The Missouri State Guard (MSG) is a fascinating military formation. Hurriedly voted into existence by the state legislature's Military Bill the day after the infamous Camp Jackson Massacre of May 10, 1861, the MSG was afforded precious little time for assembling camps of instruction, purchasing military arms, and constructing logistical bases. Mere weeks passed before Union Brigadier General Nathaniel Lyon launched a full scale invasion of the state. Nevertheless, the Guard fought exceptionally well at Carthage, Cole Camp, Wilson's Creek, Dry Wood Creek, Lexington, and Pea Ridge. While comprehensive social and military studies of the MSG do not exist yet, researchers of the war in Missouri and the rest of the Trans-Mississippi theater do owe a debt of gratitude for the leadership and organizational history that is Sterling Price's Lieutenants. Originally published by Two Trails in 1995, the reference guide has come back into print in the form of a new revised and expanded edition1.
The book is roughly divided into three parts: (1) an introduction, (2) an organizational chart and officer list, and (3) a set of appendices. Co-author Richard Peterson's lengthy introduction, unchanged from the first edition, eases the unfamiliar reader into the subject. It provides a detailed background history of the MSG, summarizes some of the more salient findings, and establishes the study's overall structure. While his narrative is laced with some emotion-tinged admiration for the subject, Peterson does not shy away from indicating relevant flaws and failures.
As per the law authorizing its formation, the Missouri State Guard was organized geographically into nine divisions2 led by brigadier generals. While the governor, Claiborne Jackson, was the statutory 'commander in chief', Mexican War hero and former governor Sterling Price was the Major General appointed to direct command. The bulk of SPL's pages consists of an order-of-battle style organizational chart of each division3 that includes all subordinate formations and unit components [e.g. regiments, battalions, companies, batteries]. To these are attached a list of officers. All entries are footnoted, with the explanatory notes occupying the bulk of each page.
Far more than common grade supplementary material, the information contained in the book's seven appendices (A through G) will likely draw the attention of most readers. In addition to simple listings of abbreviations used, local unit designations, and unit affiliation by county, brief discussions of the flags, uniforms, and weapons used by the MSG are located in this section. Perhaps the most provocative appendix is F, a detailed and sourced analysis of the estimated numerical strength of the Guard. It proposes a degree of participation far exceeding previous estimates.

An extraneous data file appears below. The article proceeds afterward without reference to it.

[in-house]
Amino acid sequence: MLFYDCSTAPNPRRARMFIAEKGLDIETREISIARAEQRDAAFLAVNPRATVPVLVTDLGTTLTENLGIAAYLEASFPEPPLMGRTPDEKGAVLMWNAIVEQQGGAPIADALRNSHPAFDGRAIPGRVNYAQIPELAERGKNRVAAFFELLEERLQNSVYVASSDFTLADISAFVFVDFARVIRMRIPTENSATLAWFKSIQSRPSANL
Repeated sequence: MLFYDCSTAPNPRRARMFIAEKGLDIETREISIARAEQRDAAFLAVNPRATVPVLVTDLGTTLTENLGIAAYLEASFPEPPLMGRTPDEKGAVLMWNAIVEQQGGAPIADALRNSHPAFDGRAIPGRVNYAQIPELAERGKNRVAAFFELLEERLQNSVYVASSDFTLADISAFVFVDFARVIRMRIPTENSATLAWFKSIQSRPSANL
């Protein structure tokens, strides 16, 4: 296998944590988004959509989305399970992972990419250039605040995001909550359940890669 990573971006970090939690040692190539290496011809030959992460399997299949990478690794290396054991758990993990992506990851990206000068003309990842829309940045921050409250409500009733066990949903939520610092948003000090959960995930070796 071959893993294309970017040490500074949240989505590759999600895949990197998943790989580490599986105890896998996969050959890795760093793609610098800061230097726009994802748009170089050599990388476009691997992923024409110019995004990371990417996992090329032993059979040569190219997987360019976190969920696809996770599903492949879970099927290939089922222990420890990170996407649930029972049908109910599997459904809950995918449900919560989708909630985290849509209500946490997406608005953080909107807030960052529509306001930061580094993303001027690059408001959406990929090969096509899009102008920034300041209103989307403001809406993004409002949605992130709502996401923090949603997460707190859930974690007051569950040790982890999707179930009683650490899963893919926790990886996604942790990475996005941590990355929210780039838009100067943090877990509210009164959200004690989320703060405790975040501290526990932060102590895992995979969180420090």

In terms of research, Sterling Price's Lieutenants is the product of decades of dedicated labor. At 30+ oversize pages, the bibliography is an exceedingly rich resource. By my count, approximately 150 manuscript collections were consulted. Other materials used include US, CS, and state government documents, newspapers, unpublished theses, and secondary books & articles. The explanatory notes, exceptional in depth, are the heart of the book. In addition to indicating source materials, the notes often provide lengthy background and contextual detail, along with recommendations for further reading. Officer entries also may include information on the individual's post-Guard war service.
It is difficult to adequately convey the notion of just how invaluable this book will be to researchers of the Civil War in Missouri and adjacent areas of the Trans-Mississippi theater. When award season comes around reference works are often unfairly overlooked, but the monumental research effort that went into compiling Sterling Price's Lieutenants is richly deserving of consideration. Very highly recommended.
1 - Summary of changes from co-author James E. McGhee: "The second edition corrects errors found in the first edition; contains more officers and a few newly discovered units; expands considerably on the organization of the 2nd, 5th, and 7th Divisions; and includes a massive bibliography of sources for further study of the Missouri State Guard."
2 - This is not to be confused with the much larger division organization of the US and CS armies. The MSG division did not have brigades and was closer in size and combined arms components to an early war Confederate legion.
3 - Headquarters and staff officers are also included here, as well as a listing of officers for whom no command position has been identified from the records.
Jim McGhee is also the author of the current release Guide to Missouri Confederate Units (University of Arkansas Press, 2008).